Training Emotional Processing in Persons With Brain Injury


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Abstract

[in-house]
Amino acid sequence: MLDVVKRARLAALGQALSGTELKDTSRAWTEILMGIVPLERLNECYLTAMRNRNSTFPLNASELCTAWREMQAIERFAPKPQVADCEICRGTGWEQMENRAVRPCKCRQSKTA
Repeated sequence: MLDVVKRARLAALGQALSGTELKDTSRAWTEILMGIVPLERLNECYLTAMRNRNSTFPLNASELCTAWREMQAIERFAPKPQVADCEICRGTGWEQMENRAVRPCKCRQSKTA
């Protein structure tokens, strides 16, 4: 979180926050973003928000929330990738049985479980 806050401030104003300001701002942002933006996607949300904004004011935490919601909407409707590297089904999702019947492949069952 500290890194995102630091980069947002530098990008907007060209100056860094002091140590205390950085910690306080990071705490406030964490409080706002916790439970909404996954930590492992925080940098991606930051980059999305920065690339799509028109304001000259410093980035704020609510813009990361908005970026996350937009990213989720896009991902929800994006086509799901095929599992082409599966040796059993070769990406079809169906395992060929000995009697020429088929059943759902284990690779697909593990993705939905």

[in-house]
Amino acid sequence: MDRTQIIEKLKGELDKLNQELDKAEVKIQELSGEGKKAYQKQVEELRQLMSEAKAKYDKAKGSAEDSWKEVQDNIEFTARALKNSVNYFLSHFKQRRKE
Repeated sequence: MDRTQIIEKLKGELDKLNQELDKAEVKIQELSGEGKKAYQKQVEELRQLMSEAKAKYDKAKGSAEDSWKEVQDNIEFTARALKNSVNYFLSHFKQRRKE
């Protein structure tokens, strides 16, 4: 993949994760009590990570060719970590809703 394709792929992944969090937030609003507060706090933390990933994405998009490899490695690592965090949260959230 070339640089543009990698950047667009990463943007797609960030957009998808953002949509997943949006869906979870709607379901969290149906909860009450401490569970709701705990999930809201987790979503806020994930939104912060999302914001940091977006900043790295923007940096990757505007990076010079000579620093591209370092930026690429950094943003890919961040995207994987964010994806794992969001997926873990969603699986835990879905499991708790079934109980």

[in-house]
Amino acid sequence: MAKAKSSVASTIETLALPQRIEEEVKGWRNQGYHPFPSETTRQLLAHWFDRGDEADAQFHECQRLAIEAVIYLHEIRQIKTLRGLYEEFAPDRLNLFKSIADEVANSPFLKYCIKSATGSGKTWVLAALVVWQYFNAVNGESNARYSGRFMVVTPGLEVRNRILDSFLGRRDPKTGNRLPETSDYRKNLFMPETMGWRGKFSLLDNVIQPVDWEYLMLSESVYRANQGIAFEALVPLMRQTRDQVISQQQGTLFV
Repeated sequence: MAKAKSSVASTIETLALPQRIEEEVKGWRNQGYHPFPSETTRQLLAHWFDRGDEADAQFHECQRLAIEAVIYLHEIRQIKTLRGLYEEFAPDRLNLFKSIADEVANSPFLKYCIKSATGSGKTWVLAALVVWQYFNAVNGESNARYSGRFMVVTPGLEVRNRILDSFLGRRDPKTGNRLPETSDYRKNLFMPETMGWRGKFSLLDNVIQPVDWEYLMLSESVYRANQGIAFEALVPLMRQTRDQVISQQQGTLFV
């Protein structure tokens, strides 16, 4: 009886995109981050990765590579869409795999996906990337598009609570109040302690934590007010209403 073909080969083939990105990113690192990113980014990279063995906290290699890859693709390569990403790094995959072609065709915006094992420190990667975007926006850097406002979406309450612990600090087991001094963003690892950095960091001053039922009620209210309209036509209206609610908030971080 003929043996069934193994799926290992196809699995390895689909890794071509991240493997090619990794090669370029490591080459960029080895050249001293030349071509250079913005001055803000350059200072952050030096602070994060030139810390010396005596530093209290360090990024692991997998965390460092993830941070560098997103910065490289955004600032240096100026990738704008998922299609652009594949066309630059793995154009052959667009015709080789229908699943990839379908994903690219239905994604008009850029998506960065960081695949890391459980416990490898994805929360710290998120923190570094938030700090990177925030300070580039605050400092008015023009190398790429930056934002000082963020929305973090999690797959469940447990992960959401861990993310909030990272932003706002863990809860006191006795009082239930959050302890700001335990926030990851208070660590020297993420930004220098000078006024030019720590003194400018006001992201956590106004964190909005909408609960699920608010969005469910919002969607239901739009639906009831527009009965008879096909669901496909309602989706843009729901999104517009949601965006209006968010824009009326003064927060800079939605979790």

AimsTo determine the effectiveness of 2 interventions for different aspects of emotion-processing deficits in adults with acquired brain injury (ABI).ParticipantsNineteen participants with ABI (minimum 1 year postinjury) from Western New York and Southern Ontario, Canada.Interventions(1) Emotion processing from faces (“facial affect recognition” or FAR) and (2) emotion processing from written context by using “stories of emotional inference” (SEI). Ten randomly assigned participants received the FAR intervention, and 9 received the SEI protocol. Both interventions were administered 1 hour per day, 3 times per week, and completed in 6 to 9 sessions, and both incorporated participants' personal emotional experiences into training.Outcome Measures(1) Facial affect, (2) vocal affect, (3) affect from videos, (4) emotional inference from context, and (5) emotional behavior. There were 2 pretests, a posttest, and a 2-week follow-up.ResultsFAR participants showed significantly improved emotion recognition from faces, ability to infer emotions from context, and socioemotional behavior, while the SEI group members exhibited significantly improved ability to infer how they would feel in a given context.ConclusionTraining can improve emotion perception in persons with ABI. Although further research is needed, the interventions are clinically practical and show promise for the population with ABI.

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